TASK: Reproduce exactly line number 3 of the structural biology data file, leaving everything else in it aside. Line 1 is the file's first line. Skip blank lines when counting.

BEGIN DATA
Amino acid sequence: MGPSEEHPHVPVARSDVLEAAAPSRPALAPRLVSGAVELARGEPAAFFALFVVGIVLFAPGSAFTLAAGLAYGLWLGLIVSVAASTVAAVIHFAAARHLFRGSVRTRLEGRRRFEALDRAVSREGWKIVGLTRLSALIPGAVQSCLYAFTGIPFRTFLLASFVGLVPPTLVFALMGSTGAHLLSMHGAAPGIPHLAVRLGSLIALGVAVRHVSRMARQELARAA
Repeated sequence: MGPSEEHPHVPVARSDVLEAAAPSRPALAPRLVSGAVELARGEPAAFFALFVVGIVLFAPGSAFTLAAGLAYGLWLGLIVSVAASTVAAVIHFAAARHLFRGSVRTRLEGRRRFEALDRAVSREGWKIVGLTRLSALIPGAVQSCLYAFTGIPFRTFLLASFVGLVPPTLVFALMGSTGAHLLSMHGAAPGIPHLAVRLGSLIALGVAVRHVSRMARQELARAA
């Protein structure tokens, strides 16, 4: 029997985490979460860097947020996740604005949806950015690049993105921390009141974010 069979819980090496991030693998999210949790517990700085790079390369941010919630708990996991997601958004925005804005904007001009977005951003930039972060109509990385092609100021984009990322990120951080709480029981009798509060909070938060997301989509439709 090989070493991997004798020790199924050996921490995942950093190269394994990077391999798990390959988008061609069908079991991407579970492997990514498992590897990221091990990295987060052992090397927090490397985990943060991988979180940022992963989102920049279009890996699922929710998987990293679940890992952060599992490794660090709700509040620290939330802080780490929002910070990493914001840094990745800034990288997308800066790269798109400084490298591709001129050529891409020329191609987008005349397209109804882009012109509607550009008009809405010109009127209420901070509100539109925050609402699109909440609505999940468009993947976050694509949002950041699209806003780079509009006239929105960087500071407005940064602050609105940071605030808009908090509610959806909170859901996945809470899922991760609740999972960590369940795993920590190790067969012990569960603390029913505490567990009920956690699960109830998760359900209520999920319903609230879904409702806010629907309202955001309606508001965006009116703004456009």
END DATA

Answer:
């Protein structure tokens, strides 16, 4: 029997985490979460860097947020996740604005949806950015690049993105921390009141974010 069979819980090496991030693998999210949790517990700085790079390369941010919630708990996991997601958004925005804005904007001009977005951003930039972060109509990385092609100021984009990322990120951080709480029981009798509060909070938060997301989509439709 090989070493991997004798020790199924050996921490995942950093190269394994990077391999798990390959988008061609069908079991991407579970492997990514498992590897990221091990990295987060052992090397927090490397985990943060991988979180940022992963989102920049279009890996699922929710998987990293679940890992952060599992490794660090709700509040620290939330802080780490929002910070990493914001840094990745800034990288997308800066790269798109400084490298591709001129050529891409020329191609987008005349397209109804882009012109509607550009008009809405010109009127209420901070509100539109925050609402699109909440609505999940468009993947976050694509949002950041699209806003780079509009006239929105960087500071407005940064602050609105940071605030808009908090509610959806909170859901996945809470899922991760609740999972960590369940795993920590190790067969012990569960603390029913505490567990009920956690699960109830998760359900209520999920319903609230879904409702806010629907309202955001309606508001965006009116703004456009």